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  • AUSTRALIA

    Declaring war on the r-word

    • Moira Byrne Garton
    • 23 January 2013
    19 Comments

    I have heard colleagues refer to decisions as 'retarded', personalities as 'on the [autism] spectrum', and behaviour as 'OCD'. I hoped my silence would express my disapproval. Far from mere 'political correctness', seeking to eliminate such terms from discourse is a natural extension of a respectful and inclusive society. 

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  • AUSTRALIA

    Going backwards after Abbott's 'urban Aboriginal' gaffe

    • Myrna Tonkinson
    • 18 November 2012
    15 Comments

    The battle of words about what constitutes Aboriginality, sparked by Tony Abbott's ill-conceived remarks about Liberal Party member Ken Wyatt, has been discomfiting. References to Aboriginal 'blood' conjure up the absurd measurements that were used to classify and separate Aboriginal people in the past.

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  • AUSTRALIA

    Why we'll never agree about abortion

    • Lyn Bender
    • 08 November 2012
    35 Comments

    Abortion seems to be an inherently insoluble moral and human rights conundrum. The ethical debate consists of grappling with many untenable positions. The best course may be to face this complexity rather than seek to reduce it to a final solution. 

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  • AUSTRALIA

    Communist China keeps a grip on the gun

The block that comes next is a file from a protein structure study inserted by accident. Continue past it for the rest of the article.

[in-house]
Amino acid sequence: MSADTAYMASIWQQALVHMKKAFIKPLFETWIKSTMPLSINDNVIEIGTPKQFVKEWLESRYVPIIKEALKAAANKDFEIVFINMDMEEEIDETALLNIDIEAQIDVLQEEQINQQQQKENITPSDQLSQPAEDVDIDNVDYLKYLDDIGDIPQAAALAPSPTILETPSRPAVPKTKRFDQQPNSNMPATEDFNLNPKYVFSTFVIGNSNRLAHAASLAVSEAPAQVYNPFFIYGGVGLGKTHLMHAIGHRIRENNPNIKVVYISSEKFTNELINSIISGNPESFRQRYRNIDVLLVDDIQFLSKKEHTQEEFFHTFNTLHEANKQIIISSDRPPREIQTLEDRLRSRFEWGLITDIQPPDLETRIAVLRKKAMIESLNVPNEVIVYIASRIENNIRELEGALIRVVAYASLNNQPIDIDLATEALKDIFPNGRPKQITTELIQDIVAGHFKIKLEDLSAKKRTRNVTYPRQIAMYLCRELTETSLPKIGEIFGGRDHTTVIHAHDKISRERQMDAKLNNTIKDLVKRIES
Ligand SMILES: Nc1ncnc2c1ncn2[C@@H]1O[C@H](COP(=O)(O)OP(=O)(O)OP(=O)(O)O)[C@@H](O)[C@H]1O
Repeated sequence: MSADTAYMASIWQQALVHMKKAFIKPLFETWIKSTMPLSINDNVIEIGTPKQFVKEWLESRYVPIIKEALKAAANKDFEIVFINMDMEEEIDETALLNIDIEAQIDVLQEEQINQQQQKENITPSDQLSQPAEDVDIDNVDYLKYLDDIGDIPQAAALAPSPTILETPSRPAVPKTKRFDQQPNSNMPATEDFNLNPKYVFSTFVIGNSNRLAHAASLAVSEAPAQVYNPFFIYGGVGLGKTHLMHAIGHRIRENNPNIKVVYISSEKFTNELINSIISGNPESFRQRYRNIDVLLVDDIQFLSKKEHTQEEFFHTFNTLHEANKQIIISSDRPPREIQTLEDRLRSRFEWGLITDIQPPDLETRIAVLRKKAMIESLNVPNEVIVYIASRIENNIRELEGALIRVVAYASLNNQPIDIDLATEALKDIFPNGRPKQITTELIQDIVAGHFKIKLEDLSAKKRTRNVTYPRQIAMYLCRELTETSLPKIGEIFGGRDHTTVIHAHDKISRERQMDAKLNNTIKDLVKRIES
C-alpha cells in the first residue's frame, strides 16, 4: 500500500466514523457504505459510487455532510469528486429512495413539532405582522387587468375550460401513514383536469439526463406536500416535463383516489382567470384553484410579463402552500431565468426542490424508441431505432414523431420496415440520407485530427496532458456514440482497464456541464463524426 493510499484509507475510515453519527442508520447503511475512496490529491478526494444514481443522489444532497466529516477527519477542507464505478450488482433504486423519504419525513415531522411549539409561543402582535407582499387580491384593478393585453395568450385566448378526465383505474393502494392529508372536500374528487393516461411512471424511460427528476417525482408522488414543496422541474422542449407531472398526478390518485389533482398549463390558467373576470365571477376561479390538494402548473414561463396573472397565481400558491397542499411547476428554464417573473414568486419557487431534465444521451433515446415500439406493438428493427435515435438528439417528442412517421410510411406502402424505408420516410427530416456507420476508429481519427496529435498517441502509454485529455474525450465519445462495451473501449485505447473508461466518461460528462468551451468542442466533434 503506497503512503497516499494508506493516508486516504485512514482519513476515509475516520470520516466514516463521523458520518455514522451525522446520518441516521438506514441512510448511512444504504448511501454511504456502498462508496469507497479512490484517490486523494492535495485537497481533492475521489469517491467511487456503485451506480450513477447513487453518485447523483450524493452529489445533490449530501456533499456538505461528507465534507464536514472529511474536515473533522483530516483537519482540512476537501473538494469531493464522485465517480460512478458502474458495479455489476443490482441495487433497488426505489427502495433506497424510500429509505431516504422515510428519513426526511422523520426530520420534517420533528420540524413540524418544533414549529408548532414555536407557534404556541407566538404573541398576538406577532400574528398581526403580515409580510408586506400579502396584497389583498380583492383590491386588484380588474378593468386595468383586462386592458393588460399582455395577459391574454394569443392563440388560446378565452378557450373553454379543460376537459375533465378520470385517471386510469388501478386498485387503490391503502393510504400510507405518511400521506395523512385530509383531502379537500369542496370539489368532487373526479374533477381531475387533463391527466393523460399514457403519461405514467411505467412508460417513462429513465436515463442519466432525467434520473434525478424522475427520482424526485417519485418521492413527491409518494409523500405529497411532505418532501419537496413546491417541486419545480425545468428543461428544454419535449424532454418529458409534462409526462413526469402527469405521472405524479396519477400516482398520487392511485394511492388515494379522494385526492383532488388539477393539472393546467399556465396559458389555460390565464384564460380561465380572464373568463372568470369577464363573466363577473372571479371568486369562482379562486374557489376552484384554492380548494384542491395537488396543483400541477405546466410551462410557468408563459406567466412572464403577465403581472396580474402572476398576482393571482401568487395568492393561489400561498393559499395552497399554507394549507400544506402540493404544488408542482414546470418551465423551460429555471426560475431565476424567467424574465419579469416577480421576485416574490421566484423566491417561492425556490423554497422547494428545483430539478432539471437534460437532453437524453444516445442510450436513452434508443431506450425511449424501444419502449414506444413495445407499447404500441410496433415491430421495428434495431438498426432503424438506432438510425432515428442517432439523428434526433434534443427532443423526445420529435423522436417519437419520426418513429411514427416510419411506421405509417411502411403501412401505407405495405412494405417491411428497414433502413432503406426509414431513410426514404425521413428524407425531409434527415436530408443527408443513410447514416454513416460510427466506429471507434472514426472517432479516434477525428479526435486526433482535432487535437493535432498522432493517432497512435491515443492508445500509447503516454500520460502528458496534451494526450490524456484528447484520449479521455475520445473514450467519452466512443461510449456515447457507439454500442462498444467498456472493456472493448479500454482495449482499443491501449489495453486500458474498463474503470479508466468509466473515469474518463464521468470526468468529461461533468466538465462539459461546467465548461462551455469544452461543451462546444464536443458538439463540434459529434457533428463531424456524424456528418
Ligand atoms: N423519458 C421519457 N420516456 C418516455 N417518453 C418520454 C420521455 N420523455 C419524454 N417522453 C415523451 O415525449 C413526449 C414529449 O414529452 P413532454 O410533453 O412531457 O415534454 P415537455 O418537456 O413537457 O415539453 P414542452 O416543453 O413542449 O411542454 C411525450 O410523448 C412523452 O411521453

• Jeremy Clarke
    • 14 October 2012
    3 Comments

    Many people know Mao's famous dictum, 'Power comes from the barrel of the gun'. Fewer people know the second part: that 'the Party must control the gun'. The Party could allow last month's street protests because they unified the people against a hated enemy in Japan. But the protests were carefully controlled.

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  • ARTS AND CULTURE

    Historical precedents for Jones' Shamegate

    • Brian Matthews
    • 11 October 2012
    10 Comments

    The name Charles Hughes Cousens is not one that has been canvassed during the lamentable and often tawdry debate about the Alan Jones affair, but perhaps it should have been. Cousens' ordeal as the target of a treason-baying press lies in the distant but pointed background to Jones' assault on Julia Gillard.

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  • ARTS AND CULTURE

    Mysticism and the Beatles

    • Philip Harvey
    • 10 October 2012
    6 Comments

    It has never seemed just an accident that John Lennon and Paul McCartney first met at a church fete. The broad message of Christianity is at the very front of the lyric concerns of the Beatles, even if Christianity itself is rarely acknowledged. In art and belief, they were never interested in experimentation for its own sake but in how to make something new out of something old.